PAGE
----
Our Energy Crisis: Looking Outside the Big Grid Solutions

One of the biggest problems facing humanity is the problem of electrical energy. As shown in the documentary “Planet of the Humans”, the much touted solutions of solar and wind energy, in the final analysis, require the expenditure of as much fossil fuel to create the equipment and subsidize them when they cannot adequately produce due to weather conditions, as if fossil fuel were just in place without them. And as for the so-called “Green Energy”, it is just a horribly misguided idea which involves massive deforestation. However, it must be noted that the only solutions big energy evidently wants to look at are the solutions which include keeping massive energy grids in place. The big energy corporations do not want solutions which would change the system to smaller grids, local companies, and/or house by house production.

Our current reality seems to be that big corporations, including energy companies, have become intoxicated with and addicted to wealth and control We cannot look to them for leadership in eco-friendly, human-friendly solutions to the world’s problems. Two solutions I know of, and I am not at all the most knowledgeable person about the myriad possible solutions that actually exist, are the (extensively documented) machine developed by Joseph Newman, and an invention by K.R. Sridhar I read about years ago which involved no moving parts but uses a chemical action to produce a significant amount energy. This system uses a unit the size of a microwave, or smaller, to produce enough continual energy to power a house. And there are other options which I’ have heard or read bits and pieces of here and there.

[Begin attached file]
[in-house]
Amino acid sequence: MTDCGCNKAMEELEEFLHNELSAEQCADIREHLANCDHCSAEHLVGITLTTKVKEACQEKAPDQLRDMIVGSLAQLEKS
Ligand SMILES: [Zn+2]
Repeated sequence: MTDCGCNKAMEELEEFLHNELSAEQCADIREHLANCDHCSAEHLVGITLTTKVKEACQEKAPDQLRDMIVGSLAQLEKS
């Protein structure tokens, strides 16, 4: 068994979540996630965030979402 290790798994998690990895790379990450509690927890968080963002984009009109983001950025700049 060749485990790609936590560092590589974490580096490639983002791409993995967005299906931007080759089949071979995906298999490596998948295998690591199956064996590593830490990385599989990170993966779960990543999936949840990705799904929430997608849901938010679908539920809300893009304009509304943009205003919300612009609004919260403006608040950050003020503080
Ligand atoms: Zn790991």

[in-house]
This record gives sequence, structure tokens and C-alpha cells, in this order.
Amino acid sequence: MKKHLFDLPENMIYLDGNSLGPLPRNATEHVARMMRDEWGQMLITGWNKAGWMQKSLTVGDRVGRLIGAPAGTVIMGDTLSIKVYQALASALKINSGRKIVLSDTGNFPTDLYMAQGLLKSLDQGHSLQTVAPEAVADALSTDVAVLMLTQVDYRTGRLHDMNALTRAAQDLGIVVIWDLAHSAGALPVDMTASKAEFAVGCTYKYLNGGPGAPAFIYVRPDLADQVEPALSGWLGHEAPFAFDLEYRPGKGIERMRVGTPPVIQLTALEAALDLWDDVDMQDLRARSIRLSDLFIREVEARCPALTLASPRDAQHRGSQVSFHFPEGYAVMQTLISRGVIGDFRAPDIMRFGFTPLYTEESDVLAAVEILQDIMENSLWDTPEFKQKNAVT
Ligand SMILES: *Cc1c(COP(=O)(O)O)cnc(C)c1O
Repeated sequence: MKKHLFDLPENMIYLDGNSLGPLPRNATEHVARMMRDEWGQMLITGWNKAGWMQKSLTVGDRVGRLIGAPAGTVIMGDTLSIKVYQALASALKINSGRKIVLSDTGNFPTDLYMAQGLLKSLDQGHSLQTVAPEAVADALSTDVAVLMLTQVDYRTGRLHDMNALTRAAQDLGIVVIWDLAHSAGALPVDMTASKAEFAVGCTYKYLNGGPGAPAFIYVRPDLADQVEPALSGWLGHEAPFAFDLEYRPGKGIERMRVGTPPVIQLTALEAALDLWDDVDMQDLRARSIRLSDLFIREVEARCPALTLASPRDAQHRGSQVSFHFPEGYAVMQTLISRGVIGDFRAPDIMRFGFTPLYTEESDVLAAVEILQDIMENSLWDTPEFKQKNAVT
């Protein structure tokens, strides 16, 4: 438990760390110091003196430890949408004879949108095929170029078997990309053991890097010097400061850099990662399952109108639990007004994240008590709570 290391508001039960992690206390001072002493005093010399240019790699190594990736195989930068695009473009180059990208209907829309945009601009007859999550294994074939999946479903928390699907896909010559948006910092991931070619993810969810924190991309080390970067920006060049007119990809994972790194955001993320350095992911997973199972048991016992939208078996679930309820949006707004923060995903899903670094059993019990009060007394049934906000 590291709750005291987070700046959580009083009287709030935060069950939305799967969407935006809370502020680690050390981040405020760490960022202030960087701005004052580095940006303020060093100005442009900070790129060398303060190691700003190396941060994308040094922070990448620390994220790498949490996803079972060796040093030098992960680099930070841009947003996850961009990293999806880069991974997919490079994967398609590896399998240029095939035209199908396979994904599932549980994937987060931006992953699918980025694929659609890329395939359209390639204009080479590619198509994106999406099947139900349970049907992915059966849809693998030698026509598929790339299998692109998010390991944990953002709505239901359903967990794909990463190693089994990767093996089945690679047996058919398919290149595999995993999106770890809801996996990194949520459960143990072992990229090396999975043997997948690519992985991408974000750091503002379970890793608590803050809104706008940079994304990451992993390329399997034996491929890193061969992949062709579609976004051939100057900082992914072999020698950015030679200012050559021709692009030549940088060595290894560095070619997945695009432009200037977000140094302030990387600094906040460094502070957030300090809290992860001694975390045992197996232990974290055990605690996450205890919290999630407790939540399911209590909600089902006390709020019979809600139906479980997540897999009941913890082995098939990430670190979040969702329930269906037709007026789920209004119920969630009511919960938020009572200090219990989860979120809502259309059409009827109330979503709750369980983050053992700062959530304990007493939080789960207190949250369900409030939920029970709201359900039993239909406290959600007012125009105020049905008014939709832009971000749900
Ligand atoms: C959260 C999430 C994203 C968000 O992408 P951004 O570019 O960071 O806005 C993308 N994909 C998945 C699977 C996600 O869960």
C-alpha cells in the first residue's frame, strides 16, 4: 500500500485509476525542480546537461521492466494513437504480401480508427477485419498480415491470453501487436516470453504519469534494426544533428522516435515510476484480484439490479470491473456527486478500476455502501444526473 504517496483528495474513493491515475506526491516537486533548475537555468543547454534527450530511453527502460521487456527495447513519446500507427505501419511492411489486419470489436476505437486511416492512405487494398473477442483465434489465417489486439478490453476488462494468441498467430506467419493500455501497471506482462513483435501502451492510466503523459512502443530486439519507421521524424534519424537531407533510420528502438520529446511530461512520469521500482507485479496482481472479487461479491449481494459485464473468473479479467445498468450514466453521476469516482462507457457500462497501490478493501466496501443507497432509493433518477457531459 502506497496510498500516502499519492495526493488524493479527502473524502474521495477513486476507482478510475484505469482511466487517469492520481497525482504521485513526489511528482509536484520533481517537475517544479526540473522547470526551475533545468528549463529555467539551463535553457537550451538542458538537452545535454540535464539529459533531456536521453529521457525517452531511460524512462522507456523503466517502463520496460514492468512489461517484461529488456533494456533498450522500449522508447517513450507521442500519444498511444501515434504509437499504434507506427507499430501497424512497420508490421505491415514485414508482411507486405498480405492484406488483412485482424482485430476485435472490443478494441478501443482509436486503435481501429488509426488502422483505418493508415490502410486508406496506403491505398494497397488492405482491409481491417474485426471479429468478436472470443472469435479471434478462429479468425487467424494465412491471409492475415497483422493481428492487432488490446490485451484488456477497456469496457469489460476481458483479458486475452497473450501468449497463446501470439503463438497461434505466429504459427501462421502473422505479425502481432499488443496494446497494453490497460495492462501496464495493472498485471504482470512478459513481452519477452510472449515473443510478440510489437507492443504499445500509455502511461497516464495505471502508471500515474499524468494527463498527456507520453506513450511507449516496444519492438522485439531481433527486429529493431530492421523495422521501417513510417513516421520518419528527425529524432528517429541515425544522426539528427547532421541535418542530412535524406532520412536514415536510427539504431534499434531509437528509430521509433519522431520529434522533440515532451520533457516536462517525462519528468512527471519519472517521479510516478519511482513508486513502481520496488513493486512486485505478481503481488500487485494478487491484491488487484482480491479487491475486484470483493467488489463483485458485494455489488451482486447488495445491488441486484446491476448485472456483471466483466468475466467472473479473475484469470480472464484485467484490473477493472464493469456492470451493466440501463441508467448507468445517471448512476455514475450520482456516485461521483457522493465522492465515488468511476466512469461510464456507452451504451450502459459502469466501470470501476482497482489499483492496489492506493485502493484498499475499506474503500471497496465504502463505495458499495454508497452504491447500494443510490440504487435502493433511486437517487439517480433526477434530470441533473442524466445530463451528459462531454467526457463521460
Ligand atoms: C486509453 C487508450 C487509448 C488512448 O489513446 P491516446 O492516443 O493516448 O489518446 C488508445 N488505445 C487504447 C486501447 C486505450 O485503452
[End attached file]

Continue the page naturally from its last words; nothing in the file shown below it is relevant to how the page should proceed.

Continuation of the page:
The thing is, these solutions would take much of the business away from the big energy producers we’ve grown accustomed to and place it right in the home being powered. These solutions hold the promise of being ecologically friendly and freeing people from exorbitant energy bills. So of course big energy doesn’t want us to adopt such solutions. And, interestingly, we don’t hear much about them unless we go digging.

The issue of energy production is just one arena in which a problem which is pervasive across many industries is coming to the fore. How do we manage an economy in which technological advances are continually decreasing the workforce needed for factory production and other jobs previously occupied by humans? People still need homes, food, education, etc. And, we need to feel that we are contributing to our communities, our collective wellbeing. It’s part of our reality as social beings.

We need to be actively involved in developing solutions to these challenges. I submit one aspect of the solutions will necessarily involve wealth being less concentrated in the hands of a few and more equitably spread across the whole of the population. I believe such system will incorporate some aspects of most, if not all, economic systems attempted in the past. Primarily, we need to be looking for answers that work for us as a species, as a whole and which take the entirety of our being, our make-up into consideration. Abraham Maslow gives us a solid foundation from which to expand our thinking.